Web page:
RE: [OPE] Reflections on the oil price controversy

From: Anders Ekeland (
Date: Tue Jul 22 2008 - 02:28:36 EDT

>I'm not so sure about that. We have already begun to see
>'adjustments', most notably in  relation to consumer demand
>for different types of automobiles.  The 'recreational' use of
>automobiles in the US (by which I mean, trips other than
>to and from work and necessary shopping) has already declined.

Of course you will get these kind of minor adjustments, but I had in 
mind major steps out of a fossil fuel based (car as main person 
transport, oil/gas heating etc.) That people are lock-in to the car - 
too often public transport is not a realistic alternative is of 
course part of the picture. But in Oslo, Stockholm, Copenhagen, 
Paris, London wherer public transport is an alternative, where biking 
is an alternative, where an electric bike, scooter or car is an 
alternative - I guess petrol prices must be three or four times 
higher before we really se major changes. As a part of the "budget" 
petrol is still not that much. Many people have higher phonebills today.

But let's hope that demand for public transport will rise.

> > I do not think peal oil is very interesting. Oil will peak of course.
> > But in a situation were dramatic cuts in CO2 emissions are needed -
> > the best would be if the fossil fuel resources would have been
> > completely depleted already.
>The "best" from what and whose perspective?

 From allmost every perspective. More CO2 emmissions might make this 
planet rather uncomfortable for humans when major ecosystems - 
especially when the oceans break down, when the temperated 
sone  becomes much warmer etc. etc. When we know for sure - then it 
is too late.

> > There is enough coal to destroy the kind of climate that are need for
> > humans. That's a risk I am not willing to take. We know that fossil
> > fuel is finite. We know that in some hundred years we have to be
> > based on renewable energy.
>Are you really confident in that time estimate?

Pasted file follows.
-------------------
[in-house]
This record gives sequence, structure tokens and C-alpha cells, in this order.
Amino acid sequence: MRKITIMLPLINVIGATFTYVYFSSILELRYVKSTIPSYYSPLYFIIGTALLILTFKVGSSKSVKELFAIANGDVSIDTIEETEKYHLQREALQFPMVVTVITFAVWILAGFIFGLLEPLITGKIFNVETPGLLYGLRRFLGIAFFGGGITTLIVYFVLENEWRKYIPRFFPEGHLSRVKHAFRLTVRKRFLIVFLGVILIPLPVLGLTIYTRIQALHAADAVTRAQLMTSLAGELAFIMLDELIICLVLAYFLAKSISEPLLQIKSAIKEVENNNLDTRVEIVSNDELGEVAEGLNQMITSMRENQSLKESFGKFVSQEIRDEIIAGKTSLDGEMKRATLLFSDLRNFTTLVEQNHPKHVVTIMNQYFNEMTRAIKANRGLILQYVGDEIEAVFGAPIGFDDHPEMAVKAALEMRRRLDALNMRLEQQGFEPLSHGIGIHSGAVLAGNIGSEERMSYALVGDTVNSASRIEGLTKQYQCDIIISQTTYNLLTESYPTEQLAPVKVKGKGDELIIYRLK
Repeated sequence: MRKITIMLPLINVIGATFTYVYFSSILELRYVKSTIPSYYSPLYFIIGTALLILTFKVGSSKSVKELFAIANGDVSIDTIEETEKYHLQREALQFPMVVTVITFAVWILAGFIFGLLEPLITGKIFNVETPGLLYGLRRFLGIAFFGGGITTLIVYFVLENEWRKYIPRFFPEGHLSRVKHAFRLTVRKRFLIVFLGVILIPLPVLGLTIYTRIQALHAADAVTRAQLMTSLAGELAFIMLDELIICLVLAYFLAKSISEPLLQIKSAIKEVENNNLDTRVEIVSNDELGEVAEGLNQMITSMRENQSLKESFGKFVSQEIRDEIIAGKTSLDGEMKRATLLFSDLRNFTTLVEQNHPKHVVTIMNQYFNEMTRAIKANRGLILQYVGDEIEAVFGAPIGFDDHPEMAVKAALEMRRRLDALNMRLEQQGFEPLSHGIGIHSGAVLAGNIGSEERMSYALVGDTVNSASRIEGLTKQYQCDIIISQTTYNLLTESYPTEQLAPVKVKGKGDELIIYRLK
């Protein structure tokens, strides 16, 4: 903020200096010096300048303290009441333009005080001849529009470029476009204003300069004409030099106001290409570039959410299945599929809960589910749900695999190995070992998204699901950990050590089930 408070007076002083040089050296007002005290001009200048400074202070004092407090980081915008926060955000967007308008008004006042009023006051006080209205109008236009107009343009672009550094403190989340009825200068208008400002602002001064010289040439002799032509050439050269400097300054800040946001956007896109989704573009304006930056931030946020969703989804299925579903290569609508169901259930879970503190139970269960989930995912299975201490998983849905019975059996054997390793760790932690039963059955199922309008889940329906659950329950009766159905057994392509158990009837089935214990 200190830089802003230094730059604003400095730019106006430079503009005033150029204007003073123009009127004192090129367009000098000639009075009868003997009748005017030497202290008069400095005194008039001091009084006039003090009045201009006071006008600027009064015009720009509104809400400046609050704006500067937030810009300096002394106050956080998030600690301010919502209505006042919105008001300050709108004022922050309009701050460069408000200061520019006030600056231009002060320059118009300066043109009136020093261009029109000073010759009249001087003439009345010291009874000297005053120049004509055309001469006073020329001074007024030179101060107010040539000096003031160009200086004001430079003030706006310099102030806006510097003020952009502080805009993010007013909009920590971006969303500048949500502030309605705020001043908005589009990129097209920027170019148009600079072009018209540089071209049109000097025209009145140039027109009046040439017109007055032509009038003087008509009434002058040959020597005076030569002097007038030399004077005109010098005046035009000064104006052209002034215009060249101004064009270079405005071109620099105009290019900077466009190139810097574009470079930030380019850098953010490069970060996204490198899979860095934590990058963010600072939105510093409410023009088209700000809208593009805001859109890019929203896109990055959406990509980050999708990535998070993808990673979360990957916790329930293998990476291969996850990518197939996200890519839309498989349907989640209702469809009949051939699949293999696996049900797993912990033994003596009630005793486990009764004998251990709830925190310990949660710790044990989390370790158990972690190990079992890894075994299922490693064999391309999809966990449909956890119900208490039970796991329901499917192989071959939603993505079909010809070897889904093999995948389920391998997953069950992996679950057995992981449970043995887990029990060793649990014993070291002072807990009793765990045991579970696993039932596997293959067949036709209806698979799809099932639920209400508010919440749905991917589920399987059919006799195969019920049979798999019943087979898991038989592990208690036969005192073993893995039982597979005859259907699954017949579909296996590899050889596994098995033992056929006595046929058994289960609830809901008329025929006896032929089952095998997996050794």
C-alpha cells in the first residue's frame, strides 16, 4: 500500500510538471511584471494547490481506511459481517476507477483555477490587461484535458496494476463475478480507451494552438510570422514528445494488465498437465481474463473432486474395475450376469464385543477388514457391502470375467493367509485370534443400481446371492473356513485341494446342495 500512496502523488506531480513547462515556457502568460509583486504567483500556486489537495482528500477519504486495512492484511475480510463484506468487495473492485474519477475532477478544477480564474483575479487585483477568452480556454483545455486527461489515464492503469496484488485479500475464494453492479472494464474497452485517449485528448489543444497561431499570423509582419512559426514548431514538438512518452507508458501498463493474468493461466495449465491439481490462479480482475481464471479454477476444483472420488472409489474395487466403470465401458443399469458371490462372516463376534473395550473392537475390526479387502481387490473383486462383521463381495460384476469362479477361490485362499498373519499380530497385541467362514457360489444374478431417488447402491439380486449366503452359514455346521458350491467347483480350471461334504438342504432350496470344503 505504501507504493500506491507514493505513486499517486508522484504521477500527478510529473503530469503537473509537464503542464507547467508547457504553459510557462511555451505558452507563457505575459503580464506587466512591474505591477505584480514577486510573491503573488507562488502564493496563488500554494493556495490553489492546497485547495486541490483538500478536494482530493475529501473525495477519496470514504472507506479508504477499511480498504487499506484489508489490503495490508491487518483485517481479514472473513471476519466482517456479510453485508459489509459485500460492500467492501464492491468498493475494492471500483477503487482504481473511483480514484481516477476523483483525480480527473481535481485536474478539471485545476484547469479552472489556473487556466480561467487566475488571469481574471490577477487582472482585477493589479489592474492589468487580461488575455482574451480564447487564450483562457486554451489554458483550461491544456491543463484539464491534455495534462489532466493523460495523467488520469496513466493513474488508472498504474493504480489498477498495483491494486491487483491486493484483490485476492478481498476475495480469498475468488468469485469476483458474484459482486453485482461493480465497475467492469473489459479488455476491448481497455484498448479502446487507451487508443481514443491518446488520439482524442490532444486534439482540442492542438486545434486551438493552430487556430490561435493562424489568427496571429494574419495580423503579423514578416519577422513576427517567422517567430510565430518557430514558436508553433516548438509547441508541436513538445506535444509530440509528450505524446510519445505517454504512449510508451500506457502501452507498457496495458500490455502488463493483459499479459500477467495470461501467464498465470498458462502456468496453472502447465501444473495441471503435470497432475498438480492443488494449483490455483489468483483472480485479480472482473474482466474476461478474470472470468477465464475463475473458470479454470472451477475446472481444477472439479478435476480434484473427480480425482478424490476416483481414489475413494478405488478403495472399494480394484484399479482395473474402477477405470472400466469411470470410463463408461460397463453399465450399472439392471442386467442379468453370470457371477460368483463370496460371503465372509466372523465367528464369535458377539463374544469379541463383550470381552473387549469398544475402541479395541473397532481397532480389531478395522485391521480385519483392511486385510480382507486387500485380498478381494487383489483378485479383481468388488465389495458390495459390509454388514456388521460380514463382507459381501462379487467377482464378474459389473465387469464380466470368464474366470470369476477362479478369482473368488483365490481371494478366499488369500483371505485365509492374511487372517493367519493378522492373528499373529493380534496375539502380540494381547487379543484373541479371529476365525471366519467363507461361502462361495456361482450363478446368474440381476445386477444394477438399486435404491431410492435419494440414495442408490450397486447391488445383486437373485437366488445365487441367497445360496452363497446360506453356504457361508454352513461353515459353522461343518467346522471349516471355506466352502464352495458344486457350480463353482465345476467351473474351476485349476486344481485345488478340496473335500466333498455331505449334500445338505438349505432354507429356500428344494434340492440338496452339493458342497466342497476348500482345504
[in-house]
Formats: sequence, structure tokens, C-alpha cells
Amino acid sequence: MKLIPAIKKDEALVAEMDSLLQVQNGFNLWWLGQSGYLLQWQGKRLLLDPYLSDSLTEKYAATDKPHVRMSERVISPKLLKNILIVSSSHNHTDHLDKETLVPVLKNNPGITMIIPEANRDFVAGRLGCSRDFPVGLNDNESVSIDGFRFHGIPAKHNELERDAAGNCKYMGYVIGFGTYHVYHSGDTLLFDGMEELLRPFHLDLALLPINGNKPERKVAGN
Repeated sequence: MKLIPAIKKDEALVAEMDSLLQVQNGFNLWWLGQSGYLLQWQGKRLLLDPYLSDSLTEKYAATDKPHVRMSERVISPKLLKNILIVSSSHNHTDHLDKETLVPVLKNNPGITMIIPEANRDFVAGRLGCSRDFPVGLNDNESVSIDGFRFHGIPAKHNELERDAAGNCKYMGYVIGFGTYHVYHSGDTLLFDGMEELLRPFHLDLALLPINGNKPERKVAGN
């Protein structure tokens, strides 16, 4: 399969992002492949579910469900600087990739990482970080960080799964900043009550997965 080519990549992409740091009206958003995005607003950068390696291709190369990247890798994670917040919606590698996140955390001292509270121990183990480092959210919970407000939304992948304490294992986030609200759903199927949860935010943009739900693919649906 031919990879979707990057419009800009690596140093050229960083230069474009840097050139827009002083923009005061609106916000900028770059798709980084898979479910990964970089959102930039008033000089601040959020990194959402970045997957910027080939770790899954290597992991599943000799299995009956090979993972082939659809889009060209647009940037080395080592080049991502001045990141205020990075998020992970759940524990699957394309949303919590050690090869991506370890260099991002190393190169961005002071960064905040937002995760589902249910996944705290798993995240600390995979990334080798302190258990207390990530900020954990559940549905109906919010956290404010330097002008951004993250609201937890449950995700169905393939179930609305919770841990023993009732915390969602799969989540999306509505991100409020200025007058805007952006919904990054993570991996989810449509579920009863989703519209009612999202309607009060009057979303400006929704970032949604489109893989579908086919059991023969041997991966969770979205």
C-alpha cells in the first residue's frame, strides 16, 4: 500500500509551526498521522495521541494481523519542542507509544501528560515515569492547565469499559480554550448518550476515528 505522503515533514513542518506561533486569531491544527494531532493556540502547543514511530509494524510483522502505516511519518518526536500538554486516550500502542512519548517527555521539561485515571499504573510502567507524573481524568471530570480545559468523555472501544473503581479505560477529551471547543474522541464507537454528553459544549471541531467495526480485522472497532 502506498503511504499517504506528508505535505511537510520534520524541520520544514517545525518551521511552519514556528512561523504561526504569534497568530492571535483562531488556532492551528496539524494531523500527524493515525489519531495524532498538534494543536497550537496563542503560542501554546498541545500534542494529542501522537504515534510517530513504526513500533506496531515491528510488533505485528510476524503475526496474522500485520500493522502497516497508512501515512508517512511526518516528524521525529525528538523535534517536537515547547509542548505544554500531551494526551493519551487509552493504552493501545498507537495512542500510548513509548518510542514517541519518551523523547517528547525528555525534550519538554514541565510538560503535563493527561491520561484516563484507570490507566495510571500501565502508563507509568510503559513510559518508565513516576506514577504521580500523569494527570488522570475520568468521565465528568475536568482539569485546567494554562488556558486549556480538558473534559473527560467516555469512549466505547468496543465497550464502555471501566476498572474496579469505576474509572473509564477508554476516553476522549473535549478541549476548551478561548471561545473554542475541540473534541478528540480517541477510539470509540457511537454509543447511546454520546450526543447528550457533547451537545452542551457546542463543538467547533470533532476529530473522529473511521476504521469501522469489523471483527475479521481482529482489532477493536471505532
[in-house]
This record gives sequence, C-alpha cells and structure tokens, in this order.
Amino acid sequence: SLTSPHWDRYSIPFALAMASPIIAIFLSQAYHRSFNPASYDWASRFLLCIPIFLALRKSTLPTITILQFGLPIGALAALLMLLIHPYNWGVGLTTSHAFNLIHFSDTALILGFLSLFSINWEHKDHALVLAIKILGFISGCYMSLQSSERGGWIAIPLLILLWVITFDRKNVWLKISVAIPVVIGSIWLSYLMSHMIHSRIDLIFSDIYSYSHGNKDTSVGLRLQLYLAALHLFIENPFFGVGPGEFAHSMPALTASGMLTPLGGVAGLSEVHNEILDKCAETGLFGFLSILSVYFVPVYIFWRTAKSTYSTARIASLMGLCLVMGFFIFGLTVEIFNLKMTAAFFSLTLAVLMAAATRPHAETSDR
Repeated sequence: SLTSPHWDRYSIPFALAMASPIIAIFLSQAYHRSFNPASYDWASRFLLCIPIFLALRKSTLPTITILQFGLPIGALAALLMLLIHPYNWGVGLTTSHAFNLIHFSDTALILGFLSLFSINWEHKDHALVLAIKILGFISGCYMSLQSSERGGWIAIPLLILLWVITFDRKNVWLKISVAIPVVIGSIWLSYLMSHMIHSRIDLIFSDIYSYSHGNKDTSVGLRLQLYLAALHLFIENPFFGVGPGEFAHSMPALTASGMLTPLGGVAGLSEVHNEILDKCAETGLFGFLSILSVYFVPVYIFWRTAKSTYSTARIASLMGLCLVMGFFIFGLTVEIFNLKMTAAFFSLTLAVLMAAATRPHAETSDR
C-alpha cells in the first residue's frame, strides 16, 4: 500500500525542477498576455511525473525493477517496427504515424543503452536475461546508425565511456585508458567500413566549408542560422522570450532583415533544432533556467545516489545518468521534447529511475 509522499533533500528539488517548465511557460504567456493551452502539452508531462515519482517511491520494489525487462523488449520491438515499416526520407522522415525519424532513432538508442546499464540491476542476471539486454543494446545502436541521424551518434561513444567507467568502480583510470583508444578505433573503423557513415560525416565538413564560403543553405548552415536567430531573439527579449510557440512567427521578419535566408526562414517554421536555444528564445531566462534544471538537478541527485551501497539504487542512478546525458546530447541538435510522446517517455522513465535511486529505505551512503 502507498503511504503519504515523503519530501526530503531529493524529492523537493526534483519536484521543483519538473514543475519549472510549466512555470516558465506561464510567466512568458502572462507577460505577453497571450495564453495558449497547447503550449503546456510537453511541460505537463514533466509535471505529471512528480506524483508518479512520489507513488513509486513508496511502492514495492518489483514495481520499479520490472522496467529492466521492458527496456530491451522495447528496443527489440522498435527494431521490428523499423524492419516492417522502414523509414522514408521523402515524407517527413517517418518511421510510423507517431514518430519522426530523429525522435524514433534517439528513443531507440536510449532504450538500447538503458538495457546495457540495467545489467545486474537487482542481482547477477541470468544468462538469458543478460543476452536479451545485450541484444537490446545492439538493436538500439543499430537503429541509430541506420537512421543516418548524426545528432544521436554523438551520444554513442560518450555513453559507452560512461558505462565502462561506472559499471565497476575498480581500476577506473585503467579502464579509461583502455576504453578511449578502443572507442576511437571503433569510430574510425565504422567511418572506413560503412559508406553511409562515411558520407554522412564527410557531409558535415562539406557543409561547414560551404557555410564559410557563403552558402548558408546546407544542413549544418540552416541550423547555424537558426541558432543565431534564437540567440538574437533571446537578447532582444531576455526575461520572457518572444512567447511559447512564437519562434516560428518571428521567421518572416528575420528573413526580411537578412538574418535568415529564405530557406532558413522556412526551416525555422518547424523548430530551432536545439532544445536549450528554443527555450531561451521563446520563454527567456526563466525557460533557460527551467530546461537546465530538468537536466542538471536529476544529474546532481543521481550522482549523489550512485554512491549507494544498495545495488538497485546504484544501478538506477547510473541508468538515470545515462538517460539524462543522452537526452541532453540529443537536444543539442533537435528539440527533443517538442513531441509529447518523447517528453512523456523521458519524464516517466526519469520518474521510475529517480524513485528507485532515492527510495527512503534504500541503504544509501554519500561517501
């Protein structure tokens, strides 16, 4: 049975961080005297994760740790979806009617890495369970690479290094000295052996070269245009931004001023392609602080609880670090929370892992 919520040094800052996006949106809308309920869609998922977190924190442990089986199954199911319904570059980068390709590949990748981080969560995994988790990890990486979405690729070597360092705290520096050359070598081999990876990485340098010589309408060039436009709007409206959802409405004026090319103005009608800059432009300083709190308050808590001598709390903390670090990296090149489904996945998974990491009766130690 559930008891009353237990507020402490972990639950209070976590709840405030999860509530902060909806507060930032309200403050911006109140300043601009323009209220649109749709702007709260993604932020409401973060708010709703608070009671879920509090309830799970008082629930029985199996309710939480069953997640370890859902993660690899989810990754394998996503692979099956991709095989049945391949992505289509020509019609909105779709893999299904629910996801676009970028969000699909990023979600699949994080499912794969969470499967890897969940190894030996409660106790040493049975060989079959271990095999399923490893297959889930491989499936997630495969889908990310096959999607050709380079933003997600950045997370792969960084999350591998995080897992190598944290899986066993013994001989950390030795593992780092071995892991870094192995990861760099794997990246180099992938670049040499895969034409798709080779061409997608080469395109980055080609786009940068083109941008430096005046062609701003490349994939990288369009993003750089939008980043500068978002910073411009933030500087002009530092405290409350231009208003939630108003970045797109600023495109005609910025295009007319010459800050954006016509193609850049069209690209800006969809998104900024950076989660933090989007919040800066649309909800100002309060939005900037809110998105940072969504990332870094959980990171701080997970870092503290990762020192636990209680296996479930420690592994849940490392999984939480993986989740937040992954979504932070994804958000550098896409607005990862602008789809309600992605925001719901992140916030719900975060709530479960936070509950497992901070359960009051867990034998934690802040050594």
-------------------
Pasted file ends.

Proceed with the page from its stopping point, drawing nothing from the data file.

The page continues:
Did not get your point here. Very hard to estimate a) the total 
amount of fossil resources that can/will be found and exploited. My 
point is that these resources are finite and that the time horison is 
counted in hundred of years. One - two - three - there is a lot of 
coal, tar sand etc.
But we now that in the foreseeable future - mabye only hundred years 
- we must rely on renewable energy (or we can create other kind on 
non sustainable engergy regimes based on nuclear power - another 
serious, but less acute problem).

> > If CO2 (and other gasses) were not
> > greenhouse gases the only problem would be that capitalism is
> > squandering resources it has taken Nature millions of years to build
> > up. But since they are greenhouse gases we have to short-cut the road
> > to the fossil free society - in a couple of decades.
>Yeah, but is there any reason to be confident that we will?
No reason at all to be confident, on the contrary - it would be a 
true miracle if humanity managed to do so. But "our" task IMO is to 
contribute to make that miracle happen.

> > The "Transitional program" has to be profoundly rewritten in light of
> > this challenge to humanity.
>What, specifically, did you have in mind? For instance, what energy
>demands do you view as 'democratic demands' and which do you view as
>'transitional demands'?

My point is that in hundred years we might more be confronted with 
the death agony of the human race - caused by its inability to stop 
the "run-away" accumulation logic of from destroying our eco system. 
The logic of transitional demands was correct in a context (hungry 
workers, big soc.dem parties, small, no environmental 
disaster) - now we have workers whos major problem s that they are 
too fat (in the advanced countries, not world wide of course), the 
soc.dem parties have become social liberal etc. etc.

Let's round off here. My initial point was on demand versus 
speculation as a cause for the steep and big rise in oil prices.


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